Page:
ASL’s new Innovator-in-Residence program has been introduced this year to better students’ learning. As put in the all-school email on May 31, students across all three sections of the school will have access to this unique experience.
The program’s planning phase began around September of 2018. A team from the Advancement office and parent volunteers initiated the idea, and, following an anonymous donation to fund the program, it was implemented for this year.
Head of School Robin Appleby said the position is “free-form,” and the responsibilities of the position will depend on the innovator. The innovator each year will be drawn from across disciplines. “Every year we would hope to have a different genre of work or discipline represented,” Appleby said.
The Innovator in Residence program was brainstormed before ASL’s new mission statement was finalized, but Appleby finds that the program still fits the new mission. “I certainly think that creativity, which is in our new mission statement, and lifelong learning are very much tied to the opportunity,” Appleby said.
The donation was structured in a way that makes it possible for ASL to host an innovator every year. However, some years the innovator may only stay for a semester or even just a month. There is no innovator currently lined up yet for next year, and the administration has said they are open to suggestions.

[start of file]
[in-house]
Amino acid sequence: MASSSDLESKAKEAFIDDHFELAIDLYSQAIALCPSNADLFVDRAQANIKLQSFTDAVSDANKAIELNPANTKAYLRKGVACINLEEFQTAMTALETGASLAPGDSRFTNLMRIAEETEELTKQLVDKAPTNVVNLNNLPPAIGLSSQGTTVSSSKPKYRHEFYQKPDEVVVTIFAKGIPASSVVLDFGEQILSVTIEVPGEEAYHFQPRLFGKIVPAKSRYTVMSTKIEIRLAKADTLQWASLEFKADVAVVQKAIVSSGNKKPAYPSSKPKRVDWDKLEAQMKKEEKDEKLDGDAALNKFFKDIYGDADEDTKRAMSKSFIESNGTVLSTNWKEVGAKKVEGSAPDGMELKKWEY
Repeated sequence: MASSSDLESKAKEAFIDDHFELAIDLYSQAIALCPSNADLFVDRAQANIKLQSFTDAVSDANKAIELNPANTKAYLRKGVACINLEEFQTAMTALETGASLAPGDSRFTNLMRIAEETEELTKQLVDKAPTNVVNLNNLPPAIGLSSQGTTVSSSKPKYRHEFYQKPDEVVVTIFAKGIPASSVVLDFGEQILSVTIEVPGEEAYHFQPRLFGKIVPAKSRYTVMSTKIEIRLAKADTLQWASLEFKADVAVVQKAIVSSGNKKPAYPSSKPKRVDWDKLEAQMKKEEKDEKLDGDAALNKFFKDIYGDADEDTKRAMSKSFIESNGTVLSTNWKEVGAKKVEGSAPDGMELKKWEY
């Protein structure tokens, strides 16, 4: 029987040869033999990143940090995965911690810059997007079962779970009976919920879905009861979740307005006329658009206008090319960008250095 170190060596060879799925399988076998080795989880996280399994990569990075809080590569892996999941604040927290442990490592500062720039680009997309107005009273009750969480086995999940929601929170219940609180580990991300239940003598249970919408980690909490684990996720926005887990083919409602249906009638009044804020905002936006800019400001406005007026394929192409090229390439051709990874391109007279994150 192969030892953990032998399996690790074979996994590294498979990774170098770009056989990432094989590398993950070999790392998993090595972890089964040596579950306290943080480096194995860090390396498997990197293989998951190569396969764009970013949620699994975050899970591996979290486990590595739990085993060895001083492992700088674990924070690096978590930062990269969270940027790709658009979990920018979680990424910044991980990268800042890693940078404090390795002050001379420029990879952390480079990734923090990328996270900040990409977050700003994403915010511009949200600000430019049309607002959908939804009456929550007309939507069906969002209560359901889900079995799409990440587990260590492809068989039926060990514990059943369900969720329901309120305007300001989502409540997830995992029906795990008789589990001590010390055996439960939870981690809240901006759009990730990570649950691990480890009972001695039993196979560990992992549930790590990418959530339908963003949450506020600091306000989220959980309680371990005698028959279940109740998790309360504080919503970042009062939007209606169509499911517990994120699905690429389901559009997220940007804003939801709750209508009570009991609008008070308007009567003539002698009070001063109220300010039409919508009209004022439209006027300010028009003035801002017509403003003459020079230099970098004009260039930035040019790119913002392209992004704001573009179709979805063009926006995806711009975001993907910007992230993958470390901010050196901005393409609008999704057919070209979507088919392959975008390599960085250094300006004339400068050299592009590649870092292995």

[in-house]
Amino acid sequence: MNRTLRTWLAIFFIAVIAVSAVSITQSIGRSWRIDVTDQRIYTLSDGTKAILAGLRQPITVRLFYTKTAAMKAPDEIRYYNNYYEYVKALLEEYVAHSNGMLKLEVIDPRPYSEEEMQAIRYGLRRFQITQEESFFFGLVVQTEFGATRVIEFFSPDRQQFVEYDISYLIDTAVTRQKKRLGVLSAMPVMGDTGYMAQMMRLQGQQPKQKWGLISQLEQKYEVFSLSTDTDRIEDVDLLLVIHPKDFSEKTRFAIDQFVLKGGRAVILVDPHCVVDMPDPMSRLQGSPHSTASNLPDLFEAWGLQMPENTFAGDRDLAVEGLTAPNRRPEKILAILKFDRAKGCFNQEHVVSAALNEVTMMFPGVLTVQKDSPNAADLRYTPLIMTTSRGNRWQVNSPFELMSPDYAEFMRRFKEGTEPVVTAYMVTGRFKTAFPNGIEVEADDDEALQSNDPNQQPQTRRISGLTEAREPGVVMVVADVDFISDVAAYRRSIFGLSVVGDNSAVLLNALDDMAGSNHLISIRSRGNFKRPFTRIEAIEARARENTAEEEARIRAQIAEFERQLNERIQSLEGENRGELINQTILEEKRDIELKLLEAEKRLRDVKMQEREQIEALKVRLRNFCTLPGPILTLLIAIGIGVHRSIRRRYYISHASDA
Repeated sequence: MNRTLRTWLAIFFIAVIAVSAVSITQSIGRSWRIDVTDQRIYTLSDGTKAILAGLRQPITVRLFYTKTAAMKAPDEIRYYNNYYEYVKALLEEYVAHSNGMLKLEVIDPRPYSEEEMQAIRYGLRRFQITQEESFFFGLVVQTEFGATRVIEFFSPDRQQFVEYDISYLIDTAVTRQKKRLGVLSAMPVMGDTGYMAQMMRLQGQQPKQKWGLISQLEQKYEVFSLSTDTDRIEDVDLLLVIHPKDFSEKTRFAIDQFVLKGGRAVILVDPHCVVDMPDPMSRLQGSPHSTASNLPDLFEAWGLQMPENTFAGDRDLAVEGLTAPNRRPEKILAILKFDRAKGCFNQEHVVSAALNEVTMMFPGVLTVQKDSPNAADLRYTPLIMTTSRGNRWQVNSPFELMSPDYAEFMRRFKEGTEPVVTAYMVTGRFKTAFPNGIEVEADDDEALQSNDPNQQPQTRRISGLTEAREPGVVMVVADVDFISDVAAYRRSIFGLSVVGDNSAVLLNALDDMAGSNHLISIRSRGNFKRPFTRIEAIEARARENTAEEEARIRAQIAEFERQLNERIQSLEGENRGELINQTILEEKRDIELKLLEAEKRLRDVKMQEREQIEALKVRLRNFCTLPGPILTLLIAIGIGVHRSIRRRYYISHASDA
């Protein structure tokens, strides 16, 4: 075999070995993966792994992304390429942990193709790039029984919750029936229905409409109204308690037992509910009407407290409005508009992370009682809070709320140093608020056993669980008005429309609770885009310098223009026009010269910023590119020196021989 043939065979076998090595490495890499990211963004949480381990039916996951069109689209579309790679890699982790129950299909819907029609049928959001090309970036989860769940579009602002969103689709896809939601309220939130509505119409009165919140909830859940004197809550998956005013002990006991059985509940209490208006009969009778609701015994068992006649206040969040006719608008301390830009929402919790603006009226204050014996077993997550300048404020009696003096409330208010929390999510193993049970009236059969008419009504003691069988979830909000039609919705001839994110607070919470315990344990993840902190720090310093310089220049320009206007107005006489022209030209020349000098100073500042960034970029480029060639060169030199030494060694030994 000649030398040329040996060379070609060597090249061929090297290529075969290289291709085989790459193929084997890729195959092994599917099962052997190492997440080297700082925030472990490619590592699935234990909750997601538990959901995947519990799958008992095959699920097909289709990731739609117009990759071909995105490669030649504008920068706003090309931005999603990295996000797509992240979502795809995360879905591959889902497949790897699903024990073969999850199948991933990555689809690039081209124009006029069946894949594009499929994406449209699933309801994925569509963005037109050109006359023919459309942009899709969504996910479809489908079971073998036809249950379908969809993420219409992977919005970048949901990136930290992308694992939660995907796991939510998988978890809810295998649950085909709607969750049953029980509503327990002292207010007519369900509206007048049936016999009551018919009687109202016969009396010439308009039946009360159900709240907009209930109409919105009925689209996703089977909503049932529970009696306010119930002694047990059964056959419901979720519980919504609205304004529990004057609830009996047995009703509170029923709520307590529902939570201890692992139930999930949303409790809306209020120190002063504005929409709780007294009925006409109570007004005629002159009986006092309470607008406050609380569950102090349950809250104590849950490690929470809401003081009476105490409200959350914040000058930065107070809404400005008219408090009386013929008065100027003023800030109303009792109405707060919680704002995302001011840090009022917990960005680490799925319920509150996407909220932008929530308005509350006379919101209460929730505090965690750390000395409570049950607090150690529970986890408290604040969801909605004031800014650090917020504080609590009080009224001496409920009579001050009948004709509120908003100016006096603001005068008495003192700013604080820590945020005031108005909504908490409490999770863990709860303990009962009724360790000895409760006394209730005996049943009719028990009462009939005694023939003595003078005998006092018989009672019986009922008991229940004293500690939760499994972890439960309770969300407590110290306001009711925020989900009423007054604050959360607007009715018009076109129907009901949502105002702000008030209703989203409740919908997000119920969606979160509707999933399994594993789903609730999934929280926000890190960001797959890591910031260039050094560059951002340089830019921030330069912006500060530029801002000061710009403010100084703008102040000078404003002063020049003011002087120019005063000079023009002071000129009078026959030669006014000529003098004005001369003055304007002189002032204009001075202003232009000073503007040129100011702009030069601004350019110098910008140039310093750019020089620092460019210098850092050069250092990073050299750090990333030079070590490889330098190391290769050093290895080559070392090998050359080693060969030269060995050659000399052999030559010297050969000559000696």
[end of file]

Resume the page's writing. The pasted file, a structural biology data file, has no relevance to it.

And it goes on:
“The goal of the program is really to give kids access to people who are doing really different things in their fields so that students have models that reinforce for them how work can be defined differently in the future,” Appleby said.
The current Innovator in Residence is poet and educator Kwame Alexander. Alexander has written 30 books and won a Newbery medal for children’s literature in 2015 for his book called, “The Crossover.”
So far, Alexander has worked with High School Poetry classes as well as students from the Middle and Lower schools doing a variety of projects. In the poetry classes, he read aloud for students in an interactive lesson which included him taking students’ poems and making a song from them. Ellie Mankarious (‘21) found that Alexander was helpful to her learning, and she thought it was a cool experience. “We also talked to him about what poetry means to him and how he incorporates that in his life so that was interesting,” she said.
Overall, The Innovator-in-Residence program seems to have been well received by the student body. “At first, I was questioning what he was actually going to do and what his job was, but now it seems he’s actually making quite an impact,” Mankarious said.